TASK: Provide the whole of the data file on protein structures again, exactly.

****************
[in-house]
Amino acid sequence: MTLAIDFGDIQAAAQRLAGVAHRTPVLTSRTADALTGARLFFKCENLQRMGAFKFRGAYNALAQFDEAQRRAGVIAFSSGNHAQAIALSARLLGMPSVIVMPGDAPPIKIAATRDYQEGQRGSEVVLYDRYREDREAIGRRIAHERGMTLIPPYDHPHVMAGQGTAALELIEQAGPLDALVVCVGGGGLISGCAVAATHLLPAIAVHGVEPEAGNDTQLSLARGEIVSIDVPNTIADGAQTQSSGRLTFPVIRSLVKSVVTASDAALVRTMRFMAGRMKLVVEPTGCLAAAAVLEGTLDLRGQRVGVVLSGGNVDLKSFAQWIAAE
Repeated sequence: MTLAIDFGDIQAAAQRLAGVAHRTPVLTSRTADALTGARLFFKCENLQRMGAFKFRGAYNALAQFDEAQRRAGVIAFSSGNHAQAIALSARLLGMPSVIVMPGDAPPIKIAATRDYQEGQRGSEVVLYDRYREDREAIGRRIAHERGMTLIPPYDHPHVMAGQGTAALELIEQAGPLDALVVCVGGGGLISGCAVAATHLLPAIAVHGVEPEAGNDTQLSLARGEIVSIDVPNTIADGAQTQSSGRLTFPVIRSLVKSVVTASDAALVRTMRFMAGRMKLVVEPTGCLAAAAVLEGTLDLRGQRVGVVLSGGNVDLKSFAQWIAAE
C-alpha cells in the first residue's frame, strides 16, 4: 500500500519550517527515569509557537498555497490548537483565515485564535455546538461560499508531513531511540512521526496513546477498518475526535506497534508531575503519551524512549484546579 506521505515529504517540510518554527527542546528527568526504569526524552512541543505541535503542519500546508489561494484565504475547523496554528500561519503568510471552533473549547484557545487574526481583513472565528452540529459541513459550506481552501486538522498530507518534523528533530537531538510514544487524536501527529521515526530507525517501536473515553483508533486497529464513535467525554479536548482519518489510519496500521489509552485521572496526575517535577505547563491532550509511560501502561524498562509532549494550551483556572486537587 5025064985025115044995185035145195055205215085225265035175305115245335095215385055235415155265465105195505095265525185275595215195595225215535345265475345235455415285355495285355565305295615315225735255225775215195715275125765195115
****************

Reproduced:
[in-house]
Amino acid sequence: MTLAIDFGDIQAAAQRLAGVAHRTPVLTSRTADALTGARLFFKCENLQRMGAFKFRGAYNALAQFDEAQRRAGVIAFSSGNHAQAIALSARLLGMPSVIVMPGDAPPIKIAATRDYQEGQRGSEVVLYDRYREDREAIGRRIAHERGMTLIPPYDHPHVMAGQGTAALELIEQAGPLDALVVCVGGGGLISGCAVAATHLLPAIAVHGVEPEAGNDTQLSLARGEIVSIDVPNTIADGAQTQSSGRLTFPVIRSLVKSVVTASDAALVRTMRFMAGRMKLVVEPTGCLAAAAVLEGTLDLRGQRVGVVLSGGNVDLKSFAQWIAAE
Repeated sequence: MTLAIDFGDIQAAAQRLAGVAHRTPVLTSRTADALTGARLFFKCENLQRMGAFKFRGAYNALAQFDEAQRRAGVIAFSSGNHAQAIALSARLLGMPSVIVMPGDAPPIKIAATRDYQEGQRGSEVVLYDRYREDREAIGRRIAHERGMTLIPPYDHPHVMAGQGTAALELIEQAGPLDALVVCVGGGGLISGCAVAATHLLPAIAVHGVEPEAGNDTQLSLARGEIVSIDVPNTIADGAQTQSSGRLTFPVIRSLVKSVVTASDAALVRTMRFMAGRMKLVVEPTGCLAAAAVLEGTLDLRGQRVGVVLSGGNVDLKSFAQWIAAE
C-alpha cells in the first residue's frame, strides 16, 4: 500500500519550517527515569509557537498555497490548537483565515485564535455546538461560499508531513531511540512521526496513546477498518475526535506497534508531575503519551524512549484546579 506521505515529504517540510518554527527542546528527568526504569526524552512541543505541535503542519500546508489561494484565504475547523496554528500561519503568510471552533473549547484557545487574526481583513472565528452540529459541513459550506481552501486538522498530507518534523528533530537531538510514544487524536501527529521515526530507525517501536473515553483508533486497529464513535467525554479536548482519518489510519496500521489509552485521572496526575517535577505547563491532550509511560501502561524498562509532549494550551483556572486537587 5025064985025115044995185035145195055205215085225265035175305115245335095215385055235415155265465105195505095265525185275595215195595225215535345265475345235455415285355495285355565305295615315225735255225775215195715275125765195115